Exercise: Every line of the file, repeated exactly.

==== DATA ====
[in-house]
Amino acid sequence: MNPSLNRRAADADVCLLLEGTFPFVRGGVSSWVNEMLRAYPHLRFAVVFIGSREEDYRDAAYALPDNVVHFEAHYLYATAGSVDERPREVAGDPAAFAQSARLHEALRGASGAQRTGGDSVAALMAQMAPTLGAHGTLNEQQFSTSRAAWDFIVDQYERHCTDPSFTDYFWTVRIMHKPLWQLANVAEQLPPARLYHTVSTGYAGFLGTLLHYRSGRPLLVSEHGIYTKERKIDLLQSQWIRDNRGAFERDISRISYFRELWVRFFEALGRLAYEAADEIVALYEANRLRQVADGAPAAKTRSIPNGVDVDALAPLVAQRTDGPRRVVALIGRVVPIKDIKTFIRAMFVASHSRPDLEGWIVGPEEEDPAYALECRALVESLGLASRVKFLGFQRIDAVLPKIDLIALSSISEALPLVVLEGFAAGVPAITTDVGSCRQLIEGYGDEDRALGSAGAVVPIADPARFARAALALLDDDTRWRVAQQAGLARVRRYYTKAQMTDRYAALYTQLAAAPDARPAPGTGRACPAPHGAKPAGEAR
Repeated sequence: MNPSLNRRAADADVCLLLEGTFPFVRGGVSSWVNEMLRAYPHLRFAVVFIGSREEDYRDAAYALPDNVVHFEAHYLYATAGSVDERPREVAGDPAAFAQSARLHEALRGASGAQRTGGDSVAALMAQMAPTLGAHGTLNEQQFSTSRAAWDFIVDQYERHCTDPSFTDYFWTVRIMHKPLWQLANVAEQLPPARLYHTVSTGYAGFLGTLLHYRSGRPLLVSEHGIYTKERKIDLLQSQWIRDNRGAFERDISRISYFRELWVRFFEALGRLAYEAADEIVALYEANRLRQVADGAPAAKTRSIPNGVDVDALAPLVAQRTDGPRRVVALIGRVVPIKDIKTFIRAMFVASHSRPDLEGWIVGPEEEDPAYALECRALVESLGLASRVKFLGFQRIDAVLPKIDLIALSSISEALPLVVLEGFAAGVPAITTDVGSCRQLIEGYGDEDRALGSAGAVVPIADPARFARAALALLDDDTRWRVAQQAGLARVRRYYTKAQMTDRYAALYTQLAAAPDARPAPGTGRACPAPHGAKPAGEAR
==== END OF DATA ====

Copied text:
[in-house]
Amino acid sequence: MNPSLNRRAADADVCLLLEGTFPFVRGGVSSWVNEMLRAYPHLRFAVVFIGSREEDYRDAAYALPDNVVHFEAHYLYATAGSVDERPREVAGDPAAFAQSARLHEALRGASGAQRTGGDSVAALMAQMAPTLGAHGTLNEQQFSTSRAAWDFIVDQYERHCTDPSFTDYFWTVRIMHKPLWQLANVAEQLPPARLYHTVSTGYAGFLGTLLHYRSGRPLLVSEHGIYTKERKIDLLQSQWIRDNRGAFERDISRISYFRELWVRFFEALGRLAYEAADEIVALYEANRLRQVADGAPAAKTRSIPNGVDVDALAPLVAQRTDGPRRVVALIGRVVPIKDIKTFIRAMFVASHSRPDLEGWIVGPEEEDPAYALECRALVESLGLASRVKFLGFQRIDAVLPKIDLIALSSISEALPLVVLEGFAAGVPAITTDVGSCRQLIEGYGDEDRALGSAGAVVPIADPARFARAALALLDDDTRWRVAQQAGLARVRRYYTKAQMTDRYAALYTQLAAAPDARPAPGTGRACPAPHGAKPAGEAR
Repeated sequence: MNPSLNRRAADADVCLLLEGTFPFVRGGVSSWVNEMLRAYPHLRFAVVFIGSREEDYRDAAYALPDNVVHFEAHYLYATAGSVDERPREVAGDPAAFAQSARLHEALRGASGAQRTGGDSVAALMAQMAPTLGAHGTLNEQQFSTSRAAWDFIVDQYERHCTDPSFTDYFWTVRIMHKPLWQLANVAEQLPPARLYHTVSTGYAGFLGTLLHYRSGRPLLVSEHGIYTKERKIDLLQSQWIRDNRGAFERDISRISYFRELWVRFFEALGRLAYEAADEIVALYEANRLRQVADGAPAAKTRSIPNGVDVDALAPLVAQRTDGPRRVVALIGRVVPIKDIKTFIRAMFVASHSRPDLEGWIVGPEEEDPAYALECRALVESLGLASRVKFLGFQRIDAVLPKIDLIALSSISEALPLVVLEGFAAGVPAITTDVGSCRQLIEGYGDEDRALGSAGAVVPIADPARFARAALALLDDDTRWRVAQQAGLARVRRYYTKAQMTDRYAALYTQLAAAPDARPAPGTGRACPAPHGAKPAGEAR